By Marcus Shockley

Dave Telep said something a few days ago that echoes my own thoughts regarding some high school basketball stars. There is a lot of talk among high school players as to ‘who’s number 1’ and it culminates in rankings, lists and mix tapes which feature the next superstar. Telep said that the players who were the most concerned last year with their rankings and mixtape highlights are the very players struggling in college this year.

Hey, there isn’t anything wrong with highlight tapes or mixtapes. But it needs to be said, many times, that high school ranking doesn’t mean a thing in the long run.


Jonathan Bender

When I spoke with Ryan Blake a few days ago, the NBA Director of Scouting, he said that if you watch high school players’ highlight tapes, everyone looks like an NBA All-Star. Then you see the player on the college court and they start looking very, very human.

The worst thing that can happen to anyone, not just basketball players, is to peak in high school. If you are playing in all-star games, getting listed in basketball magazines and have 3,000 Twitter followers as a high school senior, it’s all too easy to think you’ve made it. Got people hanging on your every word and college fans repeatedly clamoring to know where you are going to college?

That doesn’t mean anything. Yet.

Sure, you’ve got potential. But too many players think that a top high school ranking is going to guarantee them a lottery pick and a 15 year NBA career. All a top ranking guarantees you is that college fans are going to expect you to be amazing. They are going to expect to see what they saw in highlight films. They aren’t going to be happy if you can’t dribble to the left or can’t do the footwork in the paint. Suddenly, you’ll be just another college project, not a future NBA All-Star.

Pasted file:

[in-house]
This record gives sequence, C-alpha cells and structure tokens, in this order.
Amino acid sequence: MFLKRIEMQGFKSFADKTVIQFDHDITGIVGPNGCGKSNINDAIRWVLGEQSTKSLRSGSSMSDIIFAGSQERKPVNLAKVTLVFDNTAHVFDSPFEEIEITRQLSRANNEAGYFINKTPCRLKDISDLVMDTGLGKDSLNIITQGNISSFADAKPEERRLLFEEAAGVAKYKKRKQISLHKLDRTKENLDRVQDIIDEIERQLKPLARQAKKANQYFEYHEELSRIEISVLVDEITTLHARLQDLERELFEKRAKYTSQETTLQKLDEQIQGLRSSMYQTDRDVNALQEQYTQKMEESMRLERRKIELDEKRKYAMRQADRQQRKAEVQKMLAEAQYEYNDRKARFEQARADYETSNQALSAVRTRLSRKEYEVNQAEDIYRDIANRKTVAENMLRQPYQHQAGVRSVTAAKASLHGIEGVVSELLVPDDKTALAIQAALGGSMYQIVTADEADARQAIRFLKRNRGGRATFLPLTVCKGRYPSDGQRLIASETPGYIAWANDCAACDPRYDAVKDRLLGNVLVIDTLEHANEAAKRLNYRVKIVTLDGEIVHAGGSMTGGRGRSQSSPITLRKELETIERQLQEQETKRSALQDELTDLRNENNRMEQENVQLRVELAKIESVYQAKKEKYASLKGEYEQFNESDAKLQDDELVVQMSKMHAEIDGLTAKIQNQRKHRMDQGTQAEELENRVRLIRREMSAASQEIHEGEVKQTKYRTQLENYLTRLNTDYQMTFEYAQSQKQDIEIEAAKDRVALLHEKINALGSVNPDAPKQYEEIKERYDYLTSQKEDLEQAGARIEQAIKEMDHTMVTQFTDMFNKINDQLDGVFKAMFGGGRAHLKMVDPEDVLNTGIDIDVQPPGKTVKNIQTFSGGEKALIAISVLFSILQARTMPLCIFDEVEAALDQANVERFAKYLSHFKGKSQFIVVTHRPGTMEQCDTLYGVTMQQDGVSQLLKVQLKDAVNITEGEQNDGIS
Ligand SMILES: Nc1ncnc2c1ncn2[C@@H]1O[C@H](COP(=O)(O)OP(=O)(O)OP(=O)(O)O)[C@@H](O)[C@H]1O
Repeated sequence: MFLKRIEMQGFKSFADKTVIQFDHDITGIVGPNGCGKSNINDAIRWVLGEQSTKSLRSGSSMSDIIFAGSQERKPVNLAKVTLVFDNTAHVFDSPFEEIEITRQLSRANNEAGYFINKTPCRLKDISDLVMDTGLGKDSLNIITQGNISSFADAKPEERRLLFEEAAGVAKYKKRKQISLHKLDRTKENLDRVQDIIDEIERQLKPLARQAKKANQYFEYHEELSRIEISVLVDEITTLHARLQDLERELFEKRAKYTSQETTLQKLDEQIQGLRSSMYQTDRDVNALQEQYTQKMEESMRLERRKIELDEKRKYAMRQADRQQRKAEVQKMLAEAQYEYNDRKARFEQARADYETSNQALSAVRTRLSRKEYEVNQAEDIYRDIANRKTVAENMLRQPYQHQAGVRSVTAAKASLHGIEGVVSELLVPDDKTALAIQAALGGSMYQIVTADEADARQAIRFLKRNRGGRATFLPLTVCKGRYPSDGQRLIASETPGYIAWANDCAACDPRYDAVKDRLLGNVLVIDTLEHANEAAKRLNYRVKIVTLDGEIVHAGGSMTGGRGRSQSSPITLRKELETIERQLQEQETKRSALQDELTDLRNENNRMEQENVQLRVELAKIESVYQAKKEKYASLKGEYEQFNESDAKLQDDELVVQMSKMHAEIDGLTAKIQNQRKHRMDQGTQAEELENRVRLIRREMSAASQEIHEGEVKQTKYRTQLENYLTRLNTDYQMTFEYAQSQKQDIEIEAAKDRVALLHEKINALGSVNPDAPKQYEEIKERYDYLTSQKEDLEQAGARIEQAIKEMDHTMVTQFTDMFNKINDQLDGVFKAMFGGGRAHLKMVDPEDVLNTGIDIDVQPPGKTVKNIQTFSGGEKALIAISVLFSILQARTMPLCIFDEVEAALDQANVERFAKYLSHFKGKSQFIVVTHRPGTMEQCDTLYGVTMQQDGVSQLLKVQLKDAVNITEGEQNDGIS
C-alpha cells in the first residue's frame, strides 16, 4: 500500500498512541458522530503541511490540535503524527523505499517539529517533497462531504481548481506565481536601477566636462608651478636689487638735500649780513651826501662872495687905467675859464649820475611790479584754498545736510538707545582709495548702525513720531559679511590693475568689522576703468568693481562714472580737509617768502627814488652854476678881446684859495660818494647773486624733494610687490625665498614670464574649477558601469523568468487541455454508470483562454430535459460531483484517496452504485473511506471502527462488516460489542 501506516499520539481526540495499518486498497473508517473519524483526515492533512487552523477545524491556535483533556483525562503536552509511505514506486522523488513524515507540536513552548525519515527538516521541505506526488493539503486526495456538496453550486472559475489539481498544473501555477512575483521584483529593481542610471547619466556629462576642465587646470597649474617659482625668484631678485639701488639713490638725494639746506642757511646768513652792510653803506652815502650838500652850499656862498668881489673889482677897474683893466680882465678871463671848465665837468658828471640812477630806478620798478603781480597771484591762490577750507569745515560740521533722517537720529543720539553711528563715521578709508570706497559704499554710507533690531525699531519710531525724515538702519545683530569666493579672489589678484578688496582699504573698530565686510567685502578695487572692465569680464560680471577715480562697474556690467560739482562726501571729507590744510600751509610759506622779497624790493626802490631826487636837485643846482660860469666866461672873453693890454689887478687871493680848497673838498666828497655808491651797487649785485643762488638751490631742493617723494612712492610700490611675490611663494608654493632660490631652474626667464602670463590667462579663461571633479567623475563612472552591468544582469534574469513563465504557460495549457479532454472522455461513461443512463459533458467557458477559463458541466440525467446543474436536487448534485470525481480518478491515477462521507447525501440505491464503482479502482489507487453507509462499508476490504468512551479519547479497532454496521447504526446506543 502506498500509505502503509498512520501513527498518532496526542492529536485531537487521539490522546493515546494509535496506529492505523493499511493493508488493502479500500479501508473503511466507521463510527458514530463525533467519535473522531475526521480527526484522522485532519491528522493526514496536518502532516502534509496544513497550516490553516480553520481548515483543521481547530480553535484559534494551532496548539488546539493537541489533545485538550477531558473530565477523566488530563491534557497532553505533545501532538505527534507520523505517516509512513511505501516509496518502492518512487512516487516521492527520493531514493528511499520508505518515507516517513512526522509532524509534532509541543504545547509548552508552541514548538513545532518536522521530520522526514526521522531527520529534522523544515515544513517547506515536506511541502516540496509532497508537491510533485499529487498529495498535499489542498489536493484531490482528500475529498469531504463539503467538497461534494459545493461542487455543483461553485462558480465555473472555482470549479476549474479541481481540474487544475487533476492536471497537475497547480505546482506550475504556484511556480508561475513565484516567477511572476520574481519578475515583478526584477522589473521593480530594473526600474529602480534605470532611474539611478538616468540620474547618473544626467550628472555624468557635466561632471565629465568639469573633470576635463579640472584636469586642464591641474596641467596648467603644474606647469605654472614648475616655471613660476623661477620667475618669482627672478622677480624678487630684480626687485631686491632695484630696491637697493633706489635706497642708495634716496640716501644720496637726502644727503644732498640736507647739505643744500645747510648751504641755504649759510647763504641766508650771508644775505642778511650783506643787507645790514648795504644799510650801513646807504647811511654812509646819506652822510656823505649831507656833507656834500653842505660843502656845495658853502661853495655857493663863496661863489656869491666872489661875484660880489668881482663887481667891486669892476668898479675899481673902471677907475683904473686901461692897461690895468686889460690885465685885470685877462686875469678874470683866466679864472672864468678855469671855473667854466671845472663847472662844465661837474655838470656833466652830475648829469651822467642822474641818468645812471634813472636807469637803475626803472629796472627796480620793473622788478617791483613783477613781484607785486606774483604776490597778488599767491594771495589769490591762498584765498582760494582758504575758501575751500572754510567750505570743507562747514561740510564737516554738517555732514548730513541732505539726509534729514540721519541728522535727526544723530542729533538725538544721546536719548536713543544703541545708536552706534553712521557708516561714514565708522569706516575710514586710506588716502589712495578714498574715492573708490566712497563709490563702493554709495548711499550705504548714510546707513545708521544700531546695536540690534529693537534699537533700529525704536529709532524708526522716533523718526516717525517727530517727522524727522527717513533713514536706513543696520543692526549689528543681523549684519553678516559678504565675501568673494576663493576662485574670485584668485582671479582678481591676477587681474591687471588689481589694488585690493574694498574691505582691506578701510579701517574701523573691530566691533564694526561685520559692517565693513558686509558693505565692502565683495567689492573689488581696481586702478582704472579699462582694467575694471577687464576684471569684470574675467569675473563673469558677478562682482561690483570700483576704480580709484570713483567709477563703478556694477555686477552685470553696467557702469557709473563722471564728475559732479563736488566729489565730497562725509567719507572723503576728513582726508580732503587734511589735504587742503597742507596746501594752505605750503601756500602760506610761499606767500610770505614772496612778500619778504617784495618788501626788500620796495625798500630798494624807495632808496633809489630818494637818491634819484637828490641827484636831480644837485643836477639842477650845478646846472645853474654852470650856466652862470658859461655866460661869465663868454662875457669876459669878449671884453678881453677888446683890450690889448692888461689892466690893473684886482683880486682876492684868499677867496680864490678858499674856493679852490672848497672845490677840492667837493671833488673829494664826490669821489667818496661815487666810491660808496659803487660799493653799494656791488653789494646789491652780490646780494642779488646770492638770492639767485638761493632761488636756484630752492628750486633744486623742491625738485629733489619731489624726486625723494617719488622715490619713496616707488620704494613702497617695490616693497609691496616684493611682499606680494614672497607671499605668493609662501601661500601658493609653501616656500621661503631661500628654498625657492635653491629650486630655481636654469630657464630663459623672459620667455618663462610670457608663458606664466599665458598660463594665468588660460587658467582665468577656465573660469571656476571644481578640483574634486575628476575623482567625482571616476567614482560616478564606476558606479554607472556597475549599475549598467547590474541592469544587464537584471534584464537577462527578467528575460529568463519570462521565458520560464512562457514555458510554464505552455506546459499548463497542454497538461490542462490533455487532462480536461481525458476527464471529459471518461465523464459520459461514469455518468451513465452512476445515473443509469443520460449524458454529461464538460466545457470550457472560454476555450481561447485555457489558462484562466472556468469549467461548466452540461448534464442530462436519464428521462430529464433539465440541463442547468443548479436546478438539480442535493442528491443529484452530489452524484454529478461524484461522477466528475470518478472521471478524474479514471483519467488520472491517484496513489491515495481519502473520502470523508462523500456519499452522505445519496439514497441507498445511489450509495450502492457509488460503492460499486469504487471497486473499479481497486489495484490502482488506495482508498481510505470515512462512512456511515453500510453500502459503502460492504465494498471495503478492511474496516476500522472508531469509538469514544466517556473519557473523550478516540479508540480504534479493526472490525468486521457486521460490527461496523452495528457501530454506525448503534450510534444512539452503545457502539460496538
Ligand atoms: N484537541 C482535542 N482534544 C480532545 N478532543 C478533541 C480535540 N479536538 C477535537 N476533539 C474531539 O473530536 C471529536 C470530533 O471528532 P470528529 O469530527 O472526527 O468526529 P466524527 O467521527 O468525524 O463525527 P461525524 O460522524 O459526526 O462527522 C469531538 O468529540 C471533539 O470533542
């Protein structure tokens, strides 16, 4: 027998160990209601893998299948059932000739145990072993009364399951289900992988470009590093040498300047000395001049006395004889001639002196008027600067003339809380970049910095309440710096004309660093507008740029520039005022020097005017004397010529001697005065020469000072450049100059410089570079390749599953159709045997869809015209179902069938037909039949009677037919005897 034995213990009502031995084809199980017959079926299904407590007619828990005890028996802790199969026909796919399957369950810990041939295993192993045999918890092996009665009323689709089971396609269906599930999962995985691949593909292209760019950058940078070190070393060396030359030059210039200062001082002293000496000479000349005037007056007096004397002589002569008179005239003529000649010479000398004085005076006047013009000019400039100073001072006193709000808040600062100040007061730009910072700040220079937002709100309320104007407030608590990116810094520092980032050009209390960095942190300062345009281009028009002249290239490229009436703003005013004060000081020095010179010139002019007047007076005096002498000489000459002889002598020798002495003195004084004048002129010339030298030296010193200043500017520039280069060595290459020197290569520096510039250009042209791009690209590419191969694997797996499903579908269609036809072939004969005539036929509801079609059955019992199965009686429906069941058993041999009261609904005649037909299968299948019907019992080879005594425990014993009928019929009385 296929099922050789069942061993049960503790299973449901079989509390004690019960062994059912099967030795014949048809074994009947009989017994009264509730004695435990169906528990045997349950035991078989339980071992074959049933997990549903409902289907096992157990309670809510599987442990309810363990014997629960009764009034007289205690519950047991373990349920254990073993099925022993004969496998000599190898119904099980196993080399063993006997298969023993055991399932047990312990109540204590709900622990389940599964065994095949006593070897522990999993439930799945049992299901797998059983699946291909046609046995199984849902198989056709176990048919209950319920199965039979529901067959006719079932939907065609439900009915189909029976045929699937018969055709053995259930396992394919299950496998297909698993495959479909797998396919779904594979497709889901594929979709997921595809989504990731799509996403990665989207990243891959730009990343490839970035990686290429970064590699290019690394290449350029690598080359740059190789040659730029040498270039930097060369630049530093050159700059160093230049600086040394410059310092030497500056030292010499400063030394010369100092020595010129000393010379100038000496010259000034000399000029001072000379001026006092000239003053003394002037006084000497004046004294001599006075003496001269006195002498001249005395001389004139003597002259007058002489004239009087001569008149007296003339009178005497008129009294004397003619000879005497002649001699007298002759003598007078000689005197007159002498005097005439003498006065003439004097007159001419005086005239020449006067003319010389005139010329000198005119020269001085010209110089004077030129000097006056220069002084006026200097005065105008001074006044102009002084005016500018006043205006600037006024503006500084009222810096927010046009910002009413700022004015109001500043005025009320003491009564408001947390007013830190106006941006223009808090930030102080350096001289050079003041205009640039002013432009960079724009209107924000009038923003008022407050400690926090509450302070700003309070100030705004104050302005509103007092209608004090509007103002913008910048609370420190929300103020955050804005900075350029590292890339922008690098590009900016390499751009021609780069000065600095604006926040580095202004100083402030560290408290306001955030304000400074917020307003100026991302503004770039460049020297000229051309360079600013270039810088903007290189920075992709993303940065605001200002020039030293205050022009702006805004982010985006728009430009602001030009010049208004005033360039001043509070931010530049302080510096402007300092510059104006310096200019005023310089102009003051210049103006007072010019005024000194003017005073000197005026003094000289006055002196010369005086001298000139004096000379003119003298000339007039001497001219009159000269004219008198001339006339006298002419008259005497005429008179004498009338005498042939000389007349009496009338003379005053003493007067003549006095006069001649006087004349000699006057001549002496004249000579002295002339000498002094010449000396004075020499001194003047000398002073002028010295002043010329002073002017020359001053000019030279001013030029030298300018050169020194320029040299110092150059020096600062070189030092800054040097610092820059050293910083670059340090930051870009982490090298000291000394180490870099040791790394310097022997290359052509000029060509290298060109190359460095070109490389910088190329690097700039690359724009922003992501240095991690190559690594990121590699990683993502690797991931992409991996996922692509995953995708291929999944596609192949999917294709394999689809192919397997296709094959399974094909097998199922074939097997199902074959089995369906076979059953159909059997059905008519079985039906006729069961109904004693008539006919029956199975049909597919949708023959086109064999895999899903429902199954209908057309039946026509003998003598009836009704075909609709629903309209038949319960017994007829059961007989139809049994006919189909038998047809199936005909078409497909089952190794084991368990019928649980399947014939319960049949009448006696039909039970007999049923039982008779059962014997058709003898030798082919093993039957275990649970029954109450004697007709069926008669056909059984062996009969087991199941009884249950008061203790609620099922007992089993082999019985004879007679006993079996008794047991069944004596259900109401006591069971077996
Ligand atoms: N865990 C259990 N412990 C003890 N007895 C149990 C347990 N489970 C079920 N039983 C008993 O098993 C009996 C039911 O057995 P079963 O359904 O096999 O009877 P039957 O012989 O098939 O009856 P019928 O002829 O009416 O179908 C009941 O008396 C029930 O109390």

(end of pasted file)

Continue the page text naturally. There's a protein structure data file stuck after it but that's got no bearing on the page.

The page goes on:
People can be very fickle. No, check that, they are fickle. They will love you as a high school player until you commit to their rival school. Then the fans of your school will love you until you step on the out of bounds line at a crucial moment in a game and they’ll call you a bust. Are you ready for that? You’ll have to have the focus and toughness to remember that even though the fans come and go, you are the same player and same person you always were. You need to be your own biggest fan and harshest critic.

To be fair, today’s top basketball high school players have more knowledge and experience against college and pro players than in the past. But playing high school and AAU doesn’t make you a pro, or even college ready. There’s a big difference in playing against high schoolers and playing against guys your own size, who are more than likely stronger and more experienced. It takes a lot of work and mental toughness to succeed, which too many players take for granted.

I’ve said it before, high school player rankings serve more for entertainment than real meaning. People love mock drafts and rankings, but in the end, none of it will matter if you get to college and never play defense or can’t hit a hook shot. Most players need a few years of work in college before they even make an impact, and the vast majority of players in the top 100 high schoolers never even sniff the NBA.

Don’t peak in high school. There are a lot players in college right now who aren’t any better than they were their junior year of prep varsity. They haven’t put in much work and they aren’t listening to their coach. Don’t be another ‘sob story’.

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